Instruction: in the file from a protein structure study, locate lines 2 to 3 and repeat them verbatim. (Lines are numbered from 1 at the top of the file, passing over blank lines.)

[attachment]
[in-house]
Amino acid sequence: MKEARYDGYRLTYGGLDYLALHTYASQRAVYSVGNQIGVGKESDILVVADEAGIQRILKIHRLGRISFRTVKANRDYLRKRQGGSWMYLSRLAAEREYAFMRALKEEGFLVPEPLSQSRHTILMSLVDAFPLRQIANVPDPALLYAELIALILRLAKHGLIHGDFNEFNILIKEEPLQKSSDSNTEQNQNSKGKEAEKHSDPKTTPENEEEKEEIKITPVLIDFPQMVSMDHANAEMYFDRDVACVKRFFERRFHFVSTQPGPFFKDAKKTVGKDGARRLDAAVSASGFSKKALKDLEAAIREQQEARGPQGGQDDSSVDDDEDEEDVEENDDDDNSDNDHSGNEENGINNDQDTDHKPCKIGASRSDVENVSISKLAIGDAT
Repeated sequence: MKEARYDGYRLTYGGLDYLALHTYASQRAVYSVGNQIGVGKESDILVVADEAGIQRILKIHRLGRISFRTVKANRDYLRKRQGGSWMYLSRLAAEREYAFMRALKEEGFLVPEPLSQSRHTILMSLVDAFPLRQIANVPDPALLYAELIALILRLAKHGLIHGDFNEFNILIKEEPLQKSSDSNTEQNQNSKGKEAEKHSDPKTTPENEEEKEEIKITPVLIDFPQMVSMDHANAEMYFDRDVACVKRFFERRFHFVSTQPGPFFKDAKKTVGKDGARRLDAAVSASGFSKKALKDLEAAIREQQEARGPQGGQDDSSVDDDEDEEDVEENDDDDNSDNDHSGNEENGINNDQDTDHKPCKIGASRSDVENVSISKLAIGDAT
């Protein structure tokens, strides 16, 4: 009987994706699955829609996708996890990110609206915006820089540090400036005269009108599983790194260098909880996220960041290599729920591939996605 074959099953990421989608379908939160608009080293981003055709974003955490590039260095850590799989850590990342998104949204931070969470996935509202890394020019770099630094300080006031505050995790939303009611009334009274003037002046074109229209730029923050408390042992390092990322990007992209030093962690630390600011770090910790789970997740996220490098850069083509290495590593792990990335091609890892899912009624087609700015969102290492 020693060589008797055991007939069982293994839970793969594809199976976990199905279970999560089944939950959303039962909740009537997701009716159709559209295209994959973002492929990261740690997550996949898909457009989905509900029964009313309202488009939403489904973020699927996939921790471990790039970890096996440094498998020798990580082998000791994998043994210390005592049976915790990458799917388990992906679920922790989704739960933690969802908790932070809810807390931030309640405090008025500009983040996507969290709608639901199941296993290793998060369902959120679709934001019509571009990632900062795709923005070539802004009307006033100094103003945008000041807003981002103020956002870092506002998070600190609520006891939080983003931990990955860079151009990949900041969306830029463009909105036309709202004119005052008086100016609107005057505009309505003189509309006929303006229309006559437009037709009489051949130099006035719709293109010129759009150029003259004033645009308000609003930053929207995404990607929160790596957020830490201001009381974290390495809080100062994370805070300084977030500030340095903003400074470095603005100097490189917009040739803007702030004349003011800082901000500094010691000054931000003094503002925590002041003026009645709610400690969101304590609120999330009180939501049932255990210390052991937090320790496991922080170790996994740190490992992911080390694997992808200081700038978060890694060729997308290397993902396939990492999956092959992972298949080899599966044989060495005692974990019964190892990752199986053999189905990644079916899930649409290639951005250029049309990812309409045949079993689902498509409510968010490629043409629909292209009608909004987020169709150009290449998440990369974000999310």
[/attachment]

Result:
Amino acid sequence: MKEARYDGYRLTYGGLDYLALHTYASQRAVYSVGNQIGVGKESDILVVADEAGIQRILKIHRLGRISFRTVKANRDYLRKRQGGSWMYLSRLAAEREYAFMRALKEEGFLVPEPLSQSRHTILMSLVDAFPLRQIANVPDPALLYAELIALILRLAKHGLIHGDFNEFNILIKEEPLQKSSDSNTEQNQNSKGKEAEKHSDPKTTPENEEEKEEIKITPVLIDFPQMVSMDHANAEMYFDRDVACVKRFFERRFHFVSTQPGPFFKDAKKTVGKDGARRLDAAVSASGFSKKALKDLEAAIREQQEARGPQGGQDDSSVDDDEDEEDVEENDDDDNSDNDHSGNEENGINNDQDTDHKPCKIGASRSDVENVSISKLAIGDAT
Repeated sequence: MKEARYDGYRLTYGGLDYLALHTYASQRAVYSVGNQIGVGKESDILVVADEAGIQRILKIHRLGRISFRTVKANRDYLRKRQGGSWMYLSRLAAEREYAFMRALKEEGFLVPEPLSQSRHTILMSLVDAFPLRQIANVPDPALLYAELIALILRLAKHGLIHGDFNEFNILIKEEPLQKSSDSNTEQNQNSKGKEAEKHSDPKTTPENEEEKEEIKITPVLIDFPQMVSMDHANAEMYFDRDVACVKRFFERRFHFVSTQPGPFFKDAKKTVGKDGARRLDAAVSASGFSKKALKDLEAAIREQQEARGPQGGQDDSSVDDDEDEEDVEENDDDDNSDNDHSGNEENGINNDQDTDHKPCKIGASRSDVENVSISKLAIGDAT